Why Do We Watch Scary Movies?

The Exorcist

I am not a big fan of horror movies. The Exorcist, which turned 40 this year, scared the Andersen’s pea soup (the actual brand used in that iconic projectile-vomiting scene) out of me when I was a little girl. Each time I approached my room, I was sure I would find Linda Blair on my bed, head spinning around. Ironically, when I do watch a scary movie, I tend to go for one about exorcism. Of all the horror ghouls, zombies frighten me the most; even the comedy Shaun of the Dead was too much for me. (Okay, even Michael Jackson’s “Thriller” video gave me chills.) And I will not watch a home-invasion movie, especially if the bad guys are in masks. One relatively recent film I found deliciously chilling was The Fourth Kind, about alien abduction. I wish I had the courage to see it again (although most viewers would prefer to have their 98 minutes back).

Many filmgoers regularly put themselves in the position to be shocked by the gore, violence, and supernatural activity characteristic of the horror genre. (Of course, some don’t, and they are less likely to sleep with a night light.) Here are some of the more popular theories as to why horror movies appeal to us:

  1. They demystify the unknown.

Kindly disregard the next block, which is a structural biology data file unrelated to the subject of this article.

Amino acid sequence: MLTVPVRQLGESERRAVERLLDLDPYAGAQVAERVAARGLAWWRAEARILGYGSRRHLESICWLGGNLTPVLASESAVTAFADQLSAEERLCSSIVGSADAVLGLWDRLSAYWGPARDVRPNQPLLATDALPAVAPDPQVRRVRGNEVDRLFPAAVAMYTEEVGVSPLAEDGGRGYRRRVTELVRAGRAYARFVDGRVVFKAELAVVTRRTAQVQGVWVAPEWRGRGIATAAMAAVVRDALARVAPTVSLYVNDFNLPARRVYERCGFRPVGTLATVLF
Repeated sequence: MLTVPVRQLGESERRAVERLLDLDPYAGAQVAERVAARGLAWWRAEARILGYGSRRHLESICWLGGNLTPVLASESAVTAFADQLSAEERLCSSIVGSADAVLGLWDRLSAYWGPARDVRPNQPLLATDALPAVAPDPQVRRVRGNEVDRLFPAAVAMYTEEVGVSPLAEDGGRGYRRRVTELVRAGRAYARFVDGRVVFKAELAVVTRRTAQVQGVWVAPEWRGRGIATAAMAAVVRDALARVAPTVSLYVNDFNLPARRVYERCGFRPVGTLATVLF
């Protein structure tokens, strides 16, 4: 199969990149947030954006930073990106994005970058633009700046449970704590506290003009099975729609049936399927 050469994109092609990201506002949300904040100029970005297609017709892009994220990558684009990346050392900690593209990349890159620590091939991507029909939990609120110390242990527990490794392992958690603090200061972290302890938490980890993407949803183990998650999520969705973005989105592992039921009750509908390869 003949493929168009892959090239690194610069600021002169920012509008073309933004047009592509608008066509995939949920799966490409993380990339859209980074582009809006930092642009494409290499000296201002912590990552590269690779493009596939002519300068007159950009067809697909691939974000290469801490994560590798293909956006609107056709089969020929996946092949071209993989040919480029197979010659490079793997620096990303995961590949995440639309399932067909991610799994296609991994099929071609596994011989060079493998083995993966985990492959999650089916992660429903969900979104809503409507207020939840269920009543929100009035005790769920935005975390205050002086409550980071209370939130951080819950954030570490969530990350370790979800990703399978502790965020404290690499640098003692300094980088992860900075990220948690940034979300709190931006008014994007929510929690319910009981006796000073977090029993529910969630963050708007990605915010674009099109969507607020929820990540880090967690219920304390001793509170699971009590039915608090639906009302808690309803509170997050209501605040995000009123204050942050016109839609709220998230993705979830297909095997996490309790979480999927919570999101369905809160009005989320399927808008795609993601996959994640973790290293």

2. They distract us from our everyday concerns.
  3. They give us the opportunity to prove that we can master something threatening.
  4. They have fantastic visual effects.
  5. They induce catharsis.
  6. They allow us to face our greatest fear, the knowledge that we are all doomed.
  7. They provide an adrenaline rush in a safe environment.
  8. They satisfy our desire to feel intense emotions.
  9. They show us things we don’t see in our daily lives.
  10. They take us on a psychological ride.

I am intrigued by two additional theories, which are based on diametrically opposed views of our normal mental state (sane or crazy):

  • Horror movies reaffirm that we are healthy and well-adjusted.
  • We are all mentally ill, and horror movies appease our insanity, keeping it in check.

I tend to favor the second explanation, especially considering its source: horror master Stephen King. I figure he should know.

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